Meth produces a euphoric high, alertness, suppressed appetite, increased sex drive, feelings of well-being, confidence and high productivity. It is a seductive drug that can take its users down quickly. Once a person realizes that the drug is having negative effects, it is often too late.

Meth depletes the body and mind, causing severe weight loss, rotting teeth, scarred skin and impaired cognitive function. Meth-induced psychosis often results in hospitalization or jail, and sexually transmitted disease from needle use and unprotected sex are common.

6. Heroin

Heroin has been around for a long time, and it is a highly addictive, dangerous drug. Its popularity rises and falls, and right now heroin use is on the upswing. This is largely due to the fact that there are so many people addicted to opiates right now. When pills are not available, an opiate addict will turn to the cheaper, more easily obtained heroin to avoid getting sick.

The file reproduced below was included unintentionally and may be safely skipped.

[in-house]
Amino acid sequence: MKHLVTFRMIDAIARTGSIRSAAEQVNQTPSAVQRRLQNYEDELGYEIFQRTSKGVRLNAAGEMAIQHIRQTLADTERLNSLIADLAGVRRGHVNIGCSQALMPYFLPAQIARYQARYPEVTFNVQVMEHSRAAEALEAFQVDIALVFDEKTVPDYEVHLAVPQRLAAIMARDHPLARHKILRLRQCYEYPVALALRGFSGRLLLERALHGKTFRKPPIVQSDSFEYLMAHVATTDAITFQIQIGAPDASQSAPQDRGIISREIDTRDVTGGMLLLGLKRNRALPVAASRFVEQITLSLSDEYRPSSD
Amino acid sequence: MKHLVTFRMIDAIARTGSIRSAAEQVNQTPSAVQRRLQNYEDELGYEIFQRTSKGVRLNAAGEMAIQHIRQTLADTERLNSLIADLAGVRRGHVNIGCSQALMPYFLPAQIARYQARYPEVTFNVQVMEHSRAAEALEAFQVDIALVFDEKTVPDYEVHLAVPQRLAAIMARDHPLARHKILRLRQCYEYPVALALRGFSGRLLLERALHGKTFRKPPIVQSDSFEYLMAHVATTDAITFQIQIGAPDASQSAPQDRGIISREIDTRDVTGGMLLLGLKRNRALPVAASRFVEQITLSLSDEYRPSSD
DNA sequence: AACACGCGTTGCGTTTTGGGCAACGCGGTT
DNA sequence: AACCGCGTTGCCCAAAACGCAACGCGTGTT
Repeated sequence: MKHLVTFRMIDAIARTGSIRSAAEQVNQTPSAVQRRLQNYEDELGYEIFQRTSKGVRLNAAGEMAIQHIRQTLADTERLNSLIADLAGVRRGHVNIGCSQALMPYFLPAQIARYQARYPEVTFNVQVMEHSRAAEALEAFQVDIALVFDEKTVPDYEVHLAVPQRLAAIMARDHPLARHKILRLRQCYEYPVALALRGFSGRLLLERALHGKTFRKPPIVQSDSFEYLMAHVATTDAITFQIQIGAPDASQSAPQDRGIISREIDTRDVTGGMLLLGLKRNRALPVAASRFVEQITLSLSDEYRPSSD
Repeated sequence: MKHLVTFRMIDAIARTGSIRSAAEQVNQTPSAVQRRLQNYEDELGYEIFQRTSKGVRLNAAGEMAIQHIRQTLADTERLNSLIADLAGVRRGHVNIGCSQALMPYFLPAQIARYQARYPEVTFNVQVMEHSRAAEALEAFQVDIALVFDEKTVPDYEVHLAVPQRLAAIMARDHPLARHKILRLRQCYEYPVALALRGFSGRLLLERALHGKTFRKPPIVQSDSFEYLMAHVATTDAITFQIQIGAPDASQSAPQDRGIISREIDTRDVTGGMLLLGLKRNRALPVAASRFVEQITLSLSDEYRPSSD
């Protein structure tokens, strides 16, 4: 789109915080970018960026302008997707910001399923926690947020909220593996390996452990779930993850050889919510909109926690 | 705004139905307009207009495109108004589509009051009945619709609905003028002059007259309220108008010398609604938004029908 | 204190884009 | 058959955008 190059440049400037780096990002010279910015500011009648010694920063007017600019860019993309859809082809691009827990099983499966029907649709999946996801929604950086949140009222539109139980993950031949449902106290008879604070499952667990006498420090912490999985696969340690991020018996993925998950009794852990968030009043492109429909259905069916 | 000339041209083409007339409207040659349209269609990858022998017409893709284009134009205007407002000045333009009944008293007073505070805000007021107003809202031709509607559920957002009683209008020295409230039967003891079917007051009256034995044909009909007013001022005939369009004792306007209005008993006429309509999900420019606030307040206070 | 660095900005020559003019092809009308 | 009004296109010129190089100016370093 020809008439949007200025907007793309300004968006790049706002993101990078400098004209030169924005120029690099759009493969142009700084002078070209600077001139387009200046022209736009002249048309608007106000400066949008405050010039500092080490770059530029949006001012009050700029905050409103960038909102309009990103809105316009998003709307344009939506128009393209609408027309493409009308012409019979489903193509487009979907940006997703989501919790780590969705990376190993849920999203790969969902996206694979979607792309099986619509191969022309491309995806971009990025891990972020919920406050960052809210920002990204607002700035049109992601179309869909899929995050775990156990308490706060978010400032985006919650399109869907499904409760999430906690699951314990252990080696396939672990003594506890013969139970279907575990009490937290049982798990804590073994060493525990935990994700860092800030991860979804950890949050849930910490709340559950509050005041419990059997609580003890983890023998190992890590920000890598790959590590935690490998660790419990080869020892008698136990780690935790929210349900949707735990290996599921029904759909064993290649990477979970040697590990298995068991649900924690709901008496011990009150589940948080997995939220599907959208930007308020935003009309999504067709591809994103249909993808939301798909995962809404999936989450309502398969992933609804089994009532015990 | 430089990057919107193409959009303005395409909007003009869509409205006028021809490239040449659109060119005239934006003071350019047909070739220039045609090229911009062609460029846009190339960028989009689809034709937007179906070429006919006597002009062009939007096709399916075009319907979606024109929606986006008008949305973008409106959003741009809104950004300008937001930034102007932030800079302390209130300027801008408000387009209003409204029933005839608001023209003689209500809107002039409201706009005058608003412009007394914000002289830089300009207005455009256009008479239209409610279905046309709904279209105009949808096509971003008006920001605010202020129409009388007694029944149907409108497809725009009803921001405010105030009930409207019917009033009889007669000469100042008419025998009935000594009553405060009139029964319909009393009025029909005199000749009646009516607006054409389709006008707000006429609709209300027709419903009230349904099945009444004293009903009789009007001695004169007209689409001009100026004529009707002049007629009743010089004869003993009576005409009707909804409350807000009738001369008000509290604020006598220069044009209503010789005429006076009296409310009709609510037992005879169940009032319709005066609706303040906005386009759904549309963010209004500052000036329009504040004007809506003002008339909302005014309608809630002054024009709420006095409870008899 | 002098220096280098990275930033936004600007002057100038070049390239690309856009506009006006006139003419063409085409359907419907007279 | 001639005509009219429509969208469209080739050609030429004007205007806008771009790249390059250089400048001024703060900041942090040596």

Heroin poses numerous health risks including infection, overdose, HIV and Hepatitis C, not to mention the effects of addiction which often lead to homelessness, incarceration, and degradation.

Immediate effects of heroin use include a feeling of euphoria, drowsiness, “nodding out”, nausea and confusion. Tolerance develops quickly, and so does addiction.

7. Steroids

Steroids are not generally the first thing that comes to mind when talking about commonly abused drugs, but they are a growing problem. Steroids are abused by men and women who use them to help build muscle. This may be for competitive sports or not. Their use causes a wide variety of unpleasant side effects, including aggression, paranoia, impaired judgement and rampant anger and irritability. Physical side effects can include severe acne, balding, increased body hair (in women and men) and other physical changes.